Bikes win, Fire Department loses in Market Street redo

By Matier & Ross : sfchronicle – excerpt

Impossible to move in traffic like this, photo by Zrants

Score a big victory for the politically potent San Francisco Bicycle Coalition, which won approval the other day for protected bike lanes along several blocks of upper Market Street — despite a Fire Department protest that the reconfiguration will interfere with ladder trucks in an emergency.

“The design materially compromises the safety of firefighters and local residents,” Fire Chief Joanne Hayes-White warned in a letter to the Municipal Transportation Agency commission.

At issue is a nearly mile-long strip of Market between Octavia and Castro streets. Under the plan, the city will install protected bike lanes in both directions.

The redo includes a bike lane on two blocks near Octavia that will be located next to the curb and be buffered from traffic by a lane for parked cars.

And therein lies the rub — because, as Hayes-White tells us, the parking lane will be right in the spot where a ladder truck would normally pull up to an emergency scene…

Mayor Ed Lee himself signaled his support for the biking crowd last year when he issued a directive pledging support for protective bike lanes in the city, and calling for at least 13 miles of additional bike lanes and related infrastructure annually.

Safe for bikes, perhaps, but maybe less so for anyone needing help in an emergency… (more)

The self-centered attitude of people who treat the streets as their playground has gotten out of control and City Hall needs to put some breaks on these antics that are putting us all at risk.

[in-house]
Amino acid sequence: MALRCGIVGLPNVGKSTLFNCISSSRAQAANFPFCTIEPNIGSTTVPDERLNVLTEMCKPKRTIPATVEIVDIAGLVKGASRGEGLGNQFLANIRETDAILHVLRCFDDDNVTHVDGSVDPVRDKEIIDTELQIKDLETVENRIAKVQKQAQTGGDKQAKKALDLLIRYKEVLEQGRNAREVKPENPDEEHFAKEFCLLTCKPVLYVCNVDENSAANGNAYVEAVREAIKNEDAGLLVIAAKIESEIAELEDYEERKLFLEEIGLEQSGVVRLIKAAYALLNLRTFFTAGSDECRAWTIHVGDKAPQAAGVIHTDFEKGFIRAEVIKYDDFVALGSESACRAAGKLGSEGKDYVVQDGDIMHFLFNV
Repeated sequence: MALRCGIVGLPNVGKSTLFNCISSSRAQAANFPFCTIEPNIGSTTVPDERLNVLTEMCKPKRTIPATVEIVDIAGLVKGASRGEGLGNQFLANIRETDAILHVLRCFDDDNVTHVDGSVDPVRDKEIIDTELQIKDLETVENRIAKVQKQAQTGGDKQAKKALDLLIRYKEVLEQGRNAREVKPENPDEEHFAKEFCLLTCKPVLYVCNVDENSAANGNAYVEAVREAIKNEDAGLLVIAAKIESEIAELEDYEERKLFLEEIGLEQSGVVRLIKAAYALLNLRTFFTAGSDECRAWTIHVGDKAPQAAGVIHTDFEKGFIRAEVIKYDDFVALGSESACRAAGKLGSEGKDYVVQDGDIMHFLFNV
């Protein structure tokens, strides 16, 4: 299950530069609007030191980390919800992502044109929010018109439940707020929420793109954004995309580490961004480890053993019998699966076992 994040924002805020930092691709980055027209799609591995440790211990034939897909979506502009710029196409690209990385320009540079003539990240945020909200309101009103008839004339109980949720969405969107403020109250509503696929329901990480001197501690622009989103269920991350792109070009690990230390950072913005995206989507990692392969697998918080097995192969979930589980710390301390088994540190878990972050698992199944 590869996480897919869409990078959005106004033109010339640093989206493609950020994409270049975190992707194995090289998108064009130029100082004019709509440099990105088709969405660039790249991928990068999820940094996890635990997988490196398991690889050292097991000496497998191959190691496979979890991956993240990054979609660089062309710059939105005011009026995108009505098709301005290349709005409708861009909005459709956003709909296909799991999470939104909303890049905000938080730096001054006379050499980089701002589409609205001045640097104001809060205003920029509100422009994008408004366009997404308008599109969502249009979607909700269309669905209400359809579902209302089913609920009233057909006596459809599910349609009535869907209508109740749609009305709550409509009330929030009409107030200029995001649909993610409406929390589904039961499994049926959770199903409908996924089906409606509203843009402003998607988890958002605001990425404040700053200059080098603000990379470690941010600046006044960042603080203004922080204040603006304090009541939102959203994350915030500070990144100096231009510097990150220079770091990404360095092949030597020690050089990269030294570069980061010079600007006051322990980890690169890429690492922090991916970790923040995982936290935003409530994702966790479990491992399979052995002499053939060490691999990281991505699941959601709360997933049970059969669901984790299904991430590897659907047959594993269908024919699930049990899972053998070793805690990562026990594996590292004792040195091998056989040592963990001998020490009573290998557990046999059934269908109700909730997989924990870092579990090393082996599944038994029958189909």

How is this different from the leaning sinking tower?

Experts are warning that the public is at risk? Where has the media been on this story as it has been developing over the last few months or years? The first we heard about this was a few weeks ago, after the SFMTA Board had already decided to support the Bike Coalition, with their 300 letters.

How can the public weigh in when they are the last to know about these issues?
Where are the Supervisors who are supposed to protect us? Setting up a study to count the minutes it takes to get to an emergency after the fact is pointless and insulting to the Fire Department and the public it serves.

Where were the meetings held on this matter and where are the minutes of those meetings that were held leading up to this decision?

Where are the letters that were written and arguments made against this plan. How will these documents be protected so as not to disappear like the famous disappearing volumes of engineers reports on the tower?

Who will the Bicycle Coalition members who ignored the Fire Department’s warning blame, when the vehicle coming to their aid fails to get to them in time?

I cannot figure out how to comment on the source site, even though I am signed into it. Please post some comments there is you can figure it out.

Traffic Safety Advocates Form Human Chain To Protect Tenderloin Bike Lane

by Walter Thompson : hoodline – excerpt